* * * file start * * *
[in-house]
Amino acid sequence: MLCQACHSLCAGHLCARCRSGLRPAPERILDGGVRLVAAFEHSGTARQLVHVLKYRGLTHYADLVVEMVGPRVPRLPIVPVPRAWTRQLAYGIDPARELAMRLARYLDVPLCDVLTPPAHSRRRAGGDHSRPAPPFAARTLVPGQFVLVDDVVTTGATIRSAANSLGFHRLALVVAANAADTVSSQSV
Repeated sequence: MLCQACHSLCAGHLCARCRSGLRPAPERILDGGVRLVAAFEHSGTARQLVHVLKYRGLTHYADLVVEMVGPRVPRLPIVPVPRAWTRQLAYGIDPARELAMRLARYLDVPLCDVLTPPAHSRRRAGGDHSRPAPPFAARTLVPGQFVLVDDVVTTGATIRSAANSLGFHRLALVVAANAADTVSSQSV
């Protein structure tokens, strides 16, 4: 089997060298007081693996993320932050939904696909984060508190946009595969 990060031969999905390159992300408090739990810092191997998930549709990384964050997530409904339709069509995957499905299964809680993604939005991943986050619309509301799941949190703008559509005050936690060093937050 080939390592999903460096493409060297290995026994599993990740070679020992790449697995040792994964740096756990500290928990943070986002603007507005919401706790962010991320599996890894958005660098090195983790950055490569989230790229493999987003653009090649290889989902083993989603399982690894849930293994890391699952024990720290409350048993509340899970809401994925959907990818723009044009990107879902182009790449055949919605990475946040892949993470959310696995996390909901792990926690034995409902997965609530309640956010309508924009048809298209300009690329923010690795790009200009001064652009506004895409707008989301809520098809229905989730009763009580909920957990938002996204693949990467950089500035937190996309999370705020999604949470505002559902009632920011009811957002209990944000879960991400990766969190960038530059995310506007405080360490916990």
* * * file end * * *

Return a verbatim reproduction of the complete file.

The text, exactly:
[in-house]
Amino acid sequence: MLCQACHSLCAGHLCARCRSGLRPAPERILDGGVRLVAAFEHSGTARQLVHVLKYRGLTHYADLVVEMVGPRVPRLPIVPVPRAWTRQLAYGIDPARELAMRLARYLDVPLCDVLTPPAHSRRRAGGDHSRPAPPFAARTLVPGQFVLVDDVVTTGATIRSAANSLGFHRLALVVAANAADTVSSQSV
Repeated sequence: MLCQACHSLCAGHLCARCRSGLRPAPERILDGGVRLVAAFEHSGTARQLVHVLKYRGLTHYADLVVEMVGPRVPRLPIVPVPRAWTRQLAYGIDPARELAMRLARYLDVPLCDVLTPPAHSRRRAGGDHSRPAPPFAARTLVPGQFVLVDDVVTTGATIRSAANSLGFHRLALVVAANAADTVSSQSV
């Protein structure tokens, strides 16, 4: 089997060298007081693996993320932050939904696909984060508190946009595969 990060031969999905390159992300408090739990810092191997998930549709990384964050997530409904339709069509995957499905299964809680993604939005991943986050619309509301799941949190703008559509005050936690060093937050 080939390592999903460096493409060297290995026994599993990740070679020992790449697995040792994964740096756990500290928990943070986002603007507005919401706790962010991320599996890894958005660098090195983790950055490569989230790229493999987003653009090649290889989902083993989603399982690894849930293994890391699952024990720290409350048993509340899970809401994925959907990818723009044009990107879902182009790449055949919605990475946040892949993470959310696995996390909901792990926690034995409902997965609530309640956010309508924009048809298209300009690329923010690795790009200009001064652009506004895409707008989301809520098809229905989730009763009580909920957990938002996204693949990467950089500035937190996309999370705020999604949470505002559902009632920011009811957002209990944000879960991400990766969190960038530059995310506007405080360490916990």